Metro’s $120B Plan to Transform Transportation in L.A.
Los Angeles County Metropolitan Transportation Authority (Metro) CEO Phillip Washington is rolling out ambitious plans for the future of transportation in Los Angeles.
At a recent board meeting, Washington unveiled a $120 billion plan that would involve putting a measure on the November ballot to increase the countywide sales tax by a half-cent and keep an already existing tax in existence for 18 more years. Metro says the revenue from this would help fund public transit and highway projects that would be built over the next 40 years. There would also be billions spent on improving and expanding pedestrian and bike paths across the city. In addition, the plan would return some revenues to local cities on a per capita basis — money those cities could spend on their own local transportation improvements.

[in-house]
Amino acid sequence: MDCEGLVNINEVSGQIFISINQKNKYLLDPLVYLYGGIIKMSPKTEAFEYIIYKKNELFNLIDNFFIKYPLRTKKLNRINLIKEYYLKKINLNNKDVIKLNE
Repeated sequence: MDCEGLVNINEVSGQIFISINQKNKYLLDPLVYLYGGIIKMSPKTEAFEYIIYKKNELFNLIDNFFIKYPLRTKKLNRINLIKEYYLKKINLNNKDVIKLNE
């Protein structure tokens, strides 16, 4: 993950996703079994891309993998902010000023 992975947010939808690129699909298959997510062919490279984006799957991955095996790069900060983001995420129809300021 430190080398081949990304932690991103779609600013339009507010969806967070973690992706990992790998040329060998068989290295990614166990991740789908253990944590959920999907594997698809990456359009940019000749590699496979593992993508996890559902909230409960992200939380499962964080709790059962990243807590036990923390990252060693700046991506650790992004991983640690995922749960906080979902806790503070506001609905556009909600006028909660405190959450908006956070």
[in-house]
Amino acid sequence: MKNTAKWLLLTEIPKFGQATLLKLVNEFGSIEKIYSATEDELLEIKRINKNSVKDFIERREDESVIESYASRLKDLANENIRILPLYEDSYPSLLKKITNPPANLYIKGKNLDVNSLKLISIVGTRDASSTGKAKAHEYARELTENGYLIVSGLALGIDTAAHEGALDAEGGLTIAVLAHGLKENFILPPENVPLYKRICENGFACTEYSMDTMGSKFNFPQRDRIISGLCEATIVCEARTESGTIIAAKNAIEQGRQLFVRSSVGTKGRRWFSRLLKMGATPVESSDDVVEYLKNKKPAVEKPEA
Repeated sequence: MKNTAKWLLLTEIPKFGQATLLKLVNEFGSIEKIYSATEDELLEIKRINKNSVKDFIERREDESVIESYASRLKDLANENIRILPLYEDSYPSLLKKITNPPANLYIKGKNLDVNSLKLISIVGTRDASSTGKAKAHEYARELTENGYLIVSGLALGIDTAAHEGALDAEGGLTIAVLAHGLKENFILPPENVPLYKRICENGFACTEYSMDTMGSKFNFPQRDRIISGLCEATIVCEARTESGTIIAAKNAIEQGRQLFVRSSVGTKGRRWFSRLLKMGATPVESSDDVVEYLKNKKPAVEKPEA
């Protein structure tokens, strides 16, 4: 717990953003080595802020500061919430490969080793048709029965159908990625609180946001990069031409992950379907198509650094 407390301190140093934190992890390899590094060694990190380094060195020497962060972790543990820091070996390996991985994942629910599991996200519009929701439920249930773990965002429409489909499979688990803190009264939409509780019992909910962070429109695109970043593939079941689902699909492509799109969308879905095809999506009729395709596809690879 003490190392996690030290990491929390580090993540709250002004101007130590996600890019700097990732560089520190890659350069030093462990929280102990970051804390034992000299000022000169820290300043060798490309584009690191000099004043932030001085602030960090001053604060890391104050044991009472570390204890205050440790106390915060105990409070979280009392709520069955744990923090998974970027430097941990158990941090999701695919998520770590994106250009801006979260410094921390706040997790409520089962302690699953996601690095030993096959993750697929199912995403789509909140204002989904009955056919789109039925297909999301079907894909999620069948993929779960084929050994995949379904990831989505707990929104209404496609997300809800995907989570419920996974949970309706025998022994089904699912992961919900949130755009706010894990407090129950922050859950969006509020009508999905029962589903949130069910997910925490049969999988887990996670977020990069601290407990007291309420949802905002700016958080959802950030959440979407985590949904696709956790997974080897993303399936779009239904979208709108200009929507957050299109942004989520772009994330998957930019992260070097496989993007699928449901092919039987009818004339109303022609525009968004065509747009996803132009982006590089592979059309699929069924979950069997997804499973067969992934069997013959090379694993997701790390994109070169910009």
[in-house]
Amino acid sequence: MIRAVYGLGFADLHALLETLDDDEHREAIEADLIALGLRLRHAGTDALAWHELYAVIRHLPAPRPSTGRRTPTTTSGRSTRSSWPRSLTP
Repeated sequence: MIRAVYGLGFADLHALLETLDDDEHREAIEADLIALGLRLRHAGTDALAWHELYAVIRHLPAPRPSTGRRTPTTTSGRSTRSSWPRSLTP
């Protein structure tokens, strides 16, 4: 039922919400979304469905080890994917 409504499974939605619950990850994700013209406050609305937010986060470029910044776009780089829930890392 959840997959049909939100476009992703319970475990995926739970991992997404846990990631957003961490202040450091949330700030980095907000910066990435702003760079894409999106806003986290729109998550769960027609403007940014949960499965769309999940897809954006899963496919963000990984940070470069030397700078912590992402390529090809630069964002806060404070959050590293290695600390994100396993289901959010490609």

Within the first 15 years, projects slated for completion would include a rail tunnel through the Sepulveda Pass, new rail routes through Van Nuys, Westwood, Artesia, and Claremont, and creating toll lanes out of carpool lanes on the 105 and 405 freeways.
“As LA Metro plans for future growth and transportation needs, it is imperative that we look at all mechanisms at our disposal to ensure the region’s mobility needs are met,” said Washington. “Working with our community stakeholders, this expenditure plan brings us a step closer in defining what projects are needed and where the funding could come from to complete those projects.
A full list of projects is posted at www.metro.net/theplan